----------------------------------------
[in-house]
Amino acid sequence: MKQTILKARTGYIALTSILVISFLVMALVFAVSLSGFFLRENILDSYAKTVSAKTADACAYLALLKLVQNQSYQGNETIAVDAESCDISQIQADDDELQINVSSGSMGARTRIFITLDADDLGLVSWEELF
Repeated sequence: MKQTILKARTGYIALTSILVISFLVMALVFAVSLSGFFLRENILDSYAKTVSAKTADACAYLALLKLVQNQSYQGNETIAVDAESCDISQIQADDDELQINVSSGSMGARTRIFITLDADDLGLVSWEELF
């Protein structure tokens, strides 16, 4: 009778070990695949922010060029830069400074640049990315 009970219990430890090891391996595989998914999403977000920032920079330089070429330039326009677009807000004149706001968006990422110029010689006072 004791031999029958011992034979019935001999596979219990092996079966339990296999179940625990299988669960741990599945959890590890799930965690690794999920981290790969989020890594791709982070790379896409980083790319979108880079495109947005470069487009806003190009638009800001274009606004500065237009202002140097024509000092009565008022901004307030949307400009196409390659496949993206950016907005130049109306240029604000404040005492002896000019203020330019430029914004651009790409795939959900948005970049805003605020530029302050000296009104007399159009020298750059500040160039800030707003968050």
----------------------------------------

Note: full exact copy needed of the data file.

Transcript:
[in-house]
Amino acid sequence: MKQTILKARTGYIALTSILVISFLVMALVFAVSLSGFFLRENILDSYAKTVSAKTADACAYLALLKLVQNQSYQGNETIAVDAESCDISQIQADDDELQINVSSGSMGARTRIFITLDADDLGLVSWEELF
Repeated sequence: MKQTILKARTGYIALTSILVISFLVMALVFAVSLSGFFLRENILDSYAKTVSAKTADACAYLALLKLVQNQSYQGNETIAVDAESCDISQIQADDDELQINVSSGSMGARTRIFITLDADDLGLVSWEELF
């Protein structure tokens, strides 16, 4: 009778070990695949922010060029830069400074640049990315 009970219990430890090891391996595989998914999403977000920032920079330089070429330039326009677009807000004149706001968006990422110029010689006072 004791031999029958011992034979019935001999596979219990092996079966339990296999179940625990299988669960741990599945959890590890799930965690690794999920981290790969989020890594791709982070790379896409980083790319979108880079495109947005470069487009806003190009638009800001274009606004500065237009202002140097024509000092009565008022901004307030949307400009196409390659496949993206950016907005130049109306240029604000404040005492002896000019203020330019430029914004651009790409795939959900948005970049805003605020530029302050000296009104007399159009020298750059500040160039800030707003968050």